Among them was Stefan Scheil, a historian on the fringes of German academia for his argument that the U.S., U.K. and Soviet Union were largely to blame for the outbreak of World War II. Not since the 1970s, Mr. Scheil said, has Germany had a significant political party willing to entertain his view.
“It is part of the foundation of the AfD to speak about many things that simply were never questioned for many years,” he said.
Mr. Höcke said World War II began as a local conflict in which Hitler understandably sought to reclaim territory lost after World War I. “The big problem is that one presents Hitler as absolutely evil,” Mr. Höcke said. “But of course we know that there is no black and no white in history.”
Ms. Petry, asked about World War II’s causes, wouldn’t delve into specifics but said wars typically take place only when multiple parties want them to.
She said the history of the Holocaust is covered comprehensively in German schools, but German suffering, including the bombing of Dresden and Russian and American mistreatment of German prisoners of war, is given short shrift.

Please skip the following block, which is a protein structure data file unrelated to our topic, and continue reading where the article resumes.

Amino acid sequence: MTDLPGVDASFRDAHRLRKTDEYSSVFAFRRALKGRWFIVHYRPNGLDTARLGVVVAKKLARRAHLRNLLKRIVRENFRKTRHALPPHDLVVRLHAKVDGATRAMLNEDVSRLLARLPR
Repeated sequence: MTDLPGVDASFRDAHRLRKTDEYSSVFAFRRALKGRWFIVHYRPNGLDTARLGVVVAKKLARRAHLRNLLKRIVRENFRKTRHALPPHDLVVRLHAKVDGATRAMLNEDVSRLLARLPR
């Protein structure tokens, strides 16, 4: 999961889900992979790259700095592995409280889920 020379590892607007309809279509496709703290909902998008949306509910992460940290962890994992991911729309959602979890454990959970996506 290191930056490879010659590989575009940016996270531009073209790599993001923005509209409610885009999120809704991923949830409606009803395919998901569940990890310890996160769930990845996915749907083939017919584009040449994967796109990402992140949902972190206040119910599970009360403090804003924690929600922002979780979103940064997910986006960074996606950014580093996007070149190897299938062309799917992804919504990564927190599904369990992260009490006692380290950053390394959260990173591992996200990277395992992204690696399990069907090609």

Asked whether field trips to concentration camps were appropriate, she said it was “important for students to understand what mankind can do to men.” She also added: “One should inform them to the same degree that after World War II the Americans allowed German war prisoners to die of hunger in the camps on the Rhine meadows.”
It is far from clear that policies like these will spell national electoral success. The AfD’s Baden-Württemberg resolution to cut funds for field trips to Nazi sites was rejected by the other parties. Many Germans are proud of facing the darkest era in their past more directly than other countries have, and remain skeptical of the concept of patriotism. In a 2015 poll, only 38% said they were proud to be German.
AfD supporters, by contrast, often say they are tired of atoning for crimes they didn’t commit.
“It’s incredibly difficult, in Germany, to say, ‘I am truly German,’ ” said Michael Seher, a salesman for a home builder. “I personally had nothing to do with World War II, and I don’t want to keep paying for it.”